These are generally lower-income areas or below middle-class. This doesn’t mean they’re bad areas. They are just populated by people who don’t have the financial resources, income, or wealth to be in middle- or upper-middle- or upper-class.
Typically these neighborhoods are populated by renters. There are plenty of people out there who have lower incomes who are good renters. They’re great, and they’re going to be in these types of neighborhoods. You can squeeze up in the upper bands of the C-grade areas, and you can squeeze into the lower bands of the B-grade areas when you’re renting. What will happen is your ratio of rents to cost basis is going to start to suffer, which means your cap rate is going to start to suffer (cap rate being your net operating income divided by the cost basis of the property that you’re purchasing).
The lower that number, the less rent you’re bringing in, but also the less risk. The higher that number, the more rent you’re bringing in, but the more risk. That rent is going to cost you more time and energy to collect.
Those properties will be more management-intensive. If your investors are in an area where cap rates are at 15%, that’s okay. They just need to understand they’re going to have to work harder for that 15%. They’re going to work far harder for their rents, versus an area where the cap rate is closer to 10% and below. You’ll have better quality tenants, less problems, less management intensive, but you’ll also make less money.
So for rentals, particularly for investors who are starting off, I recommend going in this range. Now every investor will have his own agenda. They might say, “I don’t care what you say. I’m investing in rentals in this area.” That’s great; they just need to understand that their gross monthly rent multiplier may only be 1% of the purchase price, whereas in the “C” neighborhoods it may be 2%. In other words, if a $100,000 building brings in $1000 a month in rent, that’s 1%. A $100,000 building bringing in $2000 a month in rent, is 2% of the gross monthly rent multiplier. It is a matter of cash flow. I recommend higher cash flow properties. I am not afraid to say I started off building my portfolio in “C” neighborhoods.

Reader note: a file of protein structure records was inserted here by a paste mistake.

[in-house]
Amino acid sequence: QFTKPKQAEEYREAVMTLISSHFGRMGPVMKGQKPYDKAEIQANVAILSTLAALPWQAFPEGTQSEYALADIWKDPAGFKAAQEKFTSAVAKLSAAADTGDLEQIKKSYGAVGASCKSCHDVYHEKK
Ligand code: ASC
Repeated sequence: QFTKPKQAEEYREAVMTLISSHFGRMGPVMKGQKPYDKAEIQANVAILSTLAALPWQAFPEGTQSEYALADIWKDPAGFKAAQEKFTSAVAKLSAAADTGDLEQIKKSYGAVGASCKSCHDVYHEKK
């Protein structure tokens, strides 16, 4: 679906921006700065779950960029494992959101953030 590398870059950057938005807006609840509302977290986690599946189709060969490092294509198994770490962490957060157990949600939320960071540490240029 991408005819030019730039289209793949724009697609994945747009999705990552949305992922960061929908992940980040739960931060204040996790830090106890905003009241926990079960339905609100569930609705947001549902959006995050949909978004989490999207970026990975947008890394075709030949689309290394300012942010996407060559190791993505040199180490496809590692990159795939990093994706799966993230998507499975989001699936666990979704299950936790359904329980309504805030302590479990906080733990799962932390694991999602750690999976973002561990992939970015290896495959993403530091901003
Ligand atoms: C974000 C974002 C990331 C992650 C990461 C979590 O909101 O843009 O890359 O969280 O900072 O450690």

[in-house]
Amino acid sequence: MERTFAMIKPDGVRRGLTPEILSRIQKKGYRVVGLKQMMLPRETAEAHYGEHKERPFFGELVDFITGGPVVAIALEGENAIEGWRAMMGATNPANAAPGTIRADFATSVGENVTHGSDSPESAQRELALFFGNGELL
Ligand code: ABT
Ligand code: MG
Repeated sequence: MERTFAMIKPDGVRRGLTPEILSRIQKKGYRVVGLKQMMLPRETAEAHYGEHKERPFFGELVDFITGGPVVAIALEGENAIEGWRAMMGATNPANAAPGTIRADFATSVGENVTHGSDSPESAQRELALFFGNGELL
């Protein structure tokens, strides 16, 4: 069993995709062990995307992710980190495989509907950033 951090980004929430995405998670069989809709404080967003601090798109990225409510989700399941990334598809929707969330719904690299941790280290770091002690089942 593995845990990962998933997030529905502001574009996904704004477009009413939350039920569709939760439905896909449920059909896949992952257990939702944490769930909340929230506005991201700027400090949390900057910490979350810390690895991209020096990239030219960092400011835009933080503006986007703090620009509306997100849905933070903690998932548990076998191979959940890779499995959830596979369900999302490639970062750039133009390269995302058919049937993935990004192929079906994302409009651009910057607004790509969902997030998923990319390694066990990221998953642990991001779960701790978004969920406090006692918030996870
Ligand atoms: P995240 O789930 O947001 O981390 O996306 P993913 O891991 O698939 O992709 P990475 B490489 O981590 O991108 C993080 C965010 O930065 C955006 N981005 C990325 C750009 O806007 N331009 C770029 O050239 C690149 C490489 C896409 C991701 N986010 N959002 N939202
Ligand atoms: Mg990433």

I pushed up a little bit as the years went on, buying larger complexes. But all of the investors I represented almost inevitably ended up in this area. But I do not advocate dropping down below this area. The next lower band is C-minus. Every now and then you will notice a boarded-up house on a long street or somewhere in the neighborhood. If there is one, no big deal. When there are multiple boarded-up houses, you are getting into what we call “warzones.” I don’t advocate investing there.
I recommend C-grade neighborhoods for investing in rentals. Not C-minus – the war zones. If you see cars on blocks, boarded-up houses, empty lots with trash thrown all about, and you don’t see anyone out walking around, that’s an issue. You need to find neighborhoods to invest in where there’s foot traffic. People are walking. People are jogging.
People are cutting their grass and trimming their shrubbery and keeping up their cars outside, and keeping the yard free of debris and all that kind of stuff. It doesn’t mean they are better neighborhoods, it just means there are good people living in those lower-income neighborhoods.
A-B-C properties, avoid the war zones.